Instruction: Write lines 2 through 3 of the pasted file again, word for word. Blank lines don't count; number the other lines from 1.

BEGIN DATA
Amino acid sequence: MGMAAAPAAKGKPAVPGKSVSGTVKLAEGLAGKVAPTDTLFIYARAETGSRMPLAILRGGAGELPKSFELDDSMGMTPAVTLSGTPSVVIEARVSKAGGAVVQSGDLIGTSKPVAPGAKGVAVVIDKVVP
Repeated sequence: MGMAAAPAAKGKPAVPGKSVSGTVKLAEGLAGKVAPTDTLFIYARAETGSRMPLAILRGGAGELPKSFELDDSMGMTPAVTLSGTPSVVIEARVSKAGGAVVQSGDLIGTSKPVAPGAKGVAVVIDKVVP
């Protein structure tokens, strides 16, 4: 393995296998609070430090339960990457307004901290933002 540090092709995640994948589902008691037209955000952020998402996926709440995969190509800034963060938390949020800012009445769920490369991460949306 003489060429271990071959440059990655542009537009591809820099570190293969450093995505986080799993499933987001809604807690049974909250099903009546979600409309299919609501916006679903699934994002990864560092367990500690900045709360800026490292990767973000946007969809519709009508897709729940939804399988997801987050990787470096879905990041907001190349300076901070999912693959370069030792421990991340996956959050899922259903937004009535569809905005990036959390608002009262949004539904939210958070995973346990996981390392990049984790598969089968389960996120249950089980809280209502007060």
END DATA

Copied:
Repeated sequence: MGMAAAPAAKGKPAVPGKSVSGTVKLAEGLAGKVAPTDTLFIYARAETGSRMPLAILRGGAGELPKSFELDDSMGMTPAVTLSGTPSVVIEARVSKAGGAVVQSGDLIGTSKPVAPGAKGVAVVIDKVVP
């Protein structure tokens, strides 16, 4: 393995296998609070430090339960990457307004901290933002 540090092709995640994948589902008691037209955000952020998402996926709440995969190509800034963060938390949020800012009445769920490369991460949306 003489060429271990071959440059990655542009537009591809820099570190293969450093995505986080799993499933987001809604807690049974909250099903009546979600409309299919609501916006679903699934994002990864560092367990500690900045709360800026490292990767973000946007969809519709009508897709729940939804399988997801987050990787470096879905990041907001190349300076901070999912693959370069030792421990991340996956959050899922259903937004009535569809905005990036959390608002009262949004539904939210958070995973346990996981390392990049984790598969089968389960996120249950089980809280209502007060």